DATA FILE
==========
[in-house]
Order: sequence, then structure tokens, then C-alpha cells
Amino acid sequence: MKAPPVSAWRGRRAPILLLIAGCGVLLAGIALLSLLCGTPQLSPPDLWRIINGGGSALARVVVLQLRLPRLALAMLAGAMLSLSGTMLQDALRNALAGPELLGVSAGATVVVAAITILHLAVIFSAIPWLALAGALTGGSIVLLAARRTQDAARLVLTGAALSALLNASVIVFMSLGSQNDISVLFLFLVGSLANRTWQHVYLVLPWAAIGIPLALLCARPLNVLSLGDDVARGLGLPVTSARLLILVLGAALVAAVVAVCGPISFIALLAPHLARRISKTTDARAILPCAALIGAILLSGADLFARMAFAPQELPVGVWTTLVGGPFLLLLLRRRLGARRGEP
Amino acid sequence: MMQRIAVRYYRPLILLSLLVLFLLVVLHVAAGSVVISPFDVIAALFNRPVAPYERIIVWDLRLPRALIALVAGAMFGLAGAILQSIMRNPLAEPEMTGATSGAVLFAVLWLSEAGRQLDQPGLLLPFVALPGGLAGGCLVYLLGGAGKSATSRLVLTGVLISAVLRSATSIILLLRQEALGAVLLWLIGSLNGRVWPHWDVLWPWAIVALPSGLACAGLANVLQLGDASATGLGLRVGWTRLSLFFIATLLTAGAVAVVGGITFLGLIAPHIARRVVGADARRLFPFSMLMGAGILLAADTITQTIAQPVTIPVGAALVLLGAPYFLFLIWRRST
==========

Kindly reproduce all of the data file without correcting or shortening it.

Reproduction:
[in-house]
Order: sequence, then structure tokens, then C-alpha cells
Amino acid sequence: MKAPPVSAWRGRRAPILLLIAGCGVLLAGIALLSLLCGTPQLSPPDLWRIINGGGSALARVVVLQLRLPRLALAMLAGAMLSLSGTMLQDALRNALAGPELLGVSAGATVVVAAITILHLAVIFSAIPWLALAGALTGGSIVLLAARRTQDAARLVLTGAALSALLNASVIVFMSLGSQNDISVLFLFLVGSLANRTWQHVYLVLPWAAIGIPLALLCARPLNVLSLGDDVARGLGLPVTSARLLILVLGAALVAAVVAVCGPISFIALLAPHLARRISKTTDARAILPCAALIGAILLSGADLFARMAFAPQELPVGVWTTLVGGPFLLLLLRRRLGARRGEP
Amino acid sequence: MMQRIAVRYYRPLILLSLLVLFLLVVLHVAAGSVVISPFDVIAALFNRPVAPYERIIVWDLRLPRALIALVAGAMFGLAGAILQSIMRNPLAEPEMTGATSGAVLFAVLWLSEAGRQLDQPGLLLPFVALPGGLAGGCLVYLLGGAGKSATSRLVLTGVLISAVLRSATSIILLLRQEALGAVLLWLIGSLNGRVWPHWDVLWPWAIVALPSGLACAGLANVLQLGDASATGLGLRVGWTRLSLFFIATLLTAGAVAVVGGITFLGLIAPHIARRVVGADARRLFPFSMLMGAGILLAADTITQTIAQPVTIPVGAALVLLGAPYFLFLIWRRST